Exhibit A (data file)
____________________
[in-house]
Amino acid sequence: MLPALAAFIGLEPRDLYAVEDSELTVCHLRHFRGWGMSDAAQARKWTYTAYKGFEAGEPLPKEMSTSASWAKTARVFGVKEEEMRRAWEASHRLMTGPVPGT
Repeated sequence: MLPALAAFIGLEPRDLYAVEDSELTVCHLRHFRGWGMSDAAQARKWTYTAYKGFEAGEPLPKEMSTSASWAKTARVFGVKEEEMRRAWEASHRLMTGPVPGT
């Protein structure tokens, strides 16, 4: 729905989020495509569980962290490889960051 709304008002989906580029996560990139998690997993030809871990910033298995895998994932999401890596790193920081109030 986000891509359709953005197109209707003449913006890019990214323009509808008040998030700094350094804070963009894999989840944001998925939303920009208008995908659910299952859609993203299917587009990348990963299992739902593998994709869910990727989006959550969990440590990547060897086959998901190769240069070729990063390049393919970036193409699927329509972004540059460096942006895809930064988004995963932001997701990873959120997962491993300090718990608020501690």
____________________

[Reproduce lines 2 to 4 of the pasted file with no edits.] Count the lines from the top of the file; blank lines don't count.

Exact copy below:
Amino acid sequence: MLPALAAFIGLEPRDLYAVEDSELTVCHLRHFRGWGMSDAAQARKWTYTAYKGFEAGEPLPKEMSTSASWAKTARVFGVKEEEMRRAWEASHRLMTGPVPGT
Repeated sequence: MLPALAAFIGLEPRDLYAVEDSELTVCHLRHFRGWGMSDAAQARKWTYTAYKGFEAGEPLPKEMSTSASWAKTARVFGVKEEEMRRAWEASHRLMTGPVPGT
């Protein structure tokens, strides 16, 4: 729905989020495509569980962290490889960051 709304008002989906580029996560990139998690997993030809871990910033298995895998994932999401890596790193920081109030 986000891509359709953005197109209707003449913006890019990214323009509808008040998030700094350094804070963009894999989840944001998925939303920009208008995908659910299952859609993203299917587009990348990963299992739902593998994709869910990727989006959550969990440590990547060897086959998901190769240069070729990063390049393919970036193409699927329509972004540059460096942006895809930064988004995963932001997701990873959120997962491993300090718990608020501690």